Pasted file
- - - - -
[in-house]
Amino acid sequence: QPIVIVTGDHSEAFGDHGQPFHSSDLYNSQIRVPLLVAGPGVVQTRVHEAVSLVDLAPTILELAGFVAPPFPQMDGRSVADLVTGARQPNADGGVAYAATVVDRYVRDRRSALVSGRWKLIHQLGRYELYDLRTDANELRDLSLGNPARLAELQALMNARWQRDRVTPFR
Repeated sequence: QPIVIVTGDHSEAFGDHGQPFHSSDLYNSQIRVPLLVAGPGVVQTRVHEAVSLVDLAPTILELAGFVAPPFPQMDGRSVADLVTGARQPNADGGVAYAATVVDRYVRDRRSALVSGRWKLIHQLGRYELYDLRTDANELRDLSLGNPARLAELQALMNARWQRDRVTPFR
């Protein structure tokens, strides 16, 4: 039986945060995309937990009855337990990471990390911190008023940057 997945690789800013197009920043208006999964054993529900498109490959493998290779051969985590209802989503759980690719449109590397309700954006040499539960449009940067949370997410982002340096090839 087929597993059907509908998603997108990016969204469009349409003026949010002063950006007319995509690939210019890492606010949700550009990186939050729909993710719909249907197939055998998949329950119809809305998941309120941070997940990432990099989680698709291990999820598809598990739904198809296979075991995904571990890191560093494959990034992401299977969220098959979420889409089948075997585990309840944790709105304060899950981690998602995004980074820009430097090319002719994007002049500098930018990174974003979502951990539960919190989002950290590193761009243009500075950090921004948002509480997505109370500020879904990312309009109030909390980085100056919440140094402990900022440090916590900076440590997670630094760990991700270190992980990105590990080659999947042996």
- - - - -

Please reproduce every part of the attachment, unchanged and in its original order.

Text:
[in-house]
Amino acid sequence: QPIVIVTGDHSEAFGDHGQPFHSSDLYNSQIRVPLLVAGPGVVQTRVHEAVSLVDLAPTILELAGFVAPPFPQMDGRSVADLVTGARQPNADGGVAYAATVVDRYVRDRRSALVSGRWKLIHQLGRYELYDLRTDANELRDLSLGNPARLAELQALMNARWQRDRVTPFR
Repeated sequence: QPIVIVTGDHSEAFGDHGQPFHSSDLYNSQIRVPLLVAGPGVVQTRVHEAVSLVDLAPTILELAGFVAPPFPQMDGRSVADLVTGARQPNADGGVAYAATVVDRYVRDRRSALVSGRWKLIHQLGRYELYDLRTDANELRDLSLGNPARLAELQALMNARWQRDRVTPFR
């Protein structure tokens, strides 16, 4: 039986945060995309937990009855337990990471990390911190008023940057 997945690789800013197009920043208006999964054993529900498109490959493998290779051969985590209802989503759980690719449109590397309700954006040499539960449009940067949370997410982002340096090839 087929597993059907509908998603997108990016969204469009349409003026949010002063950006007319995509690939210019890492606010949700550009990186939050729909993710719909249907197939055998998949329950119809809305998941309120941070997940990432990099989680698709291990999820598809598990739904198809296979075991995904571990890191560093494959990034992401299977969220098959979420889409089948075997585990309840944790709105304060899950981690998602995004980074820009430097090319002719994007002049500098930018990174974003979502951990539960919190989002950290590193761009243009500075950090921004948002509480997505109370500020879904990312309009109030909390980085100056919440140094402990900022440090916590900076440590997670630094760990991700270190992980990105590990080659999947042996």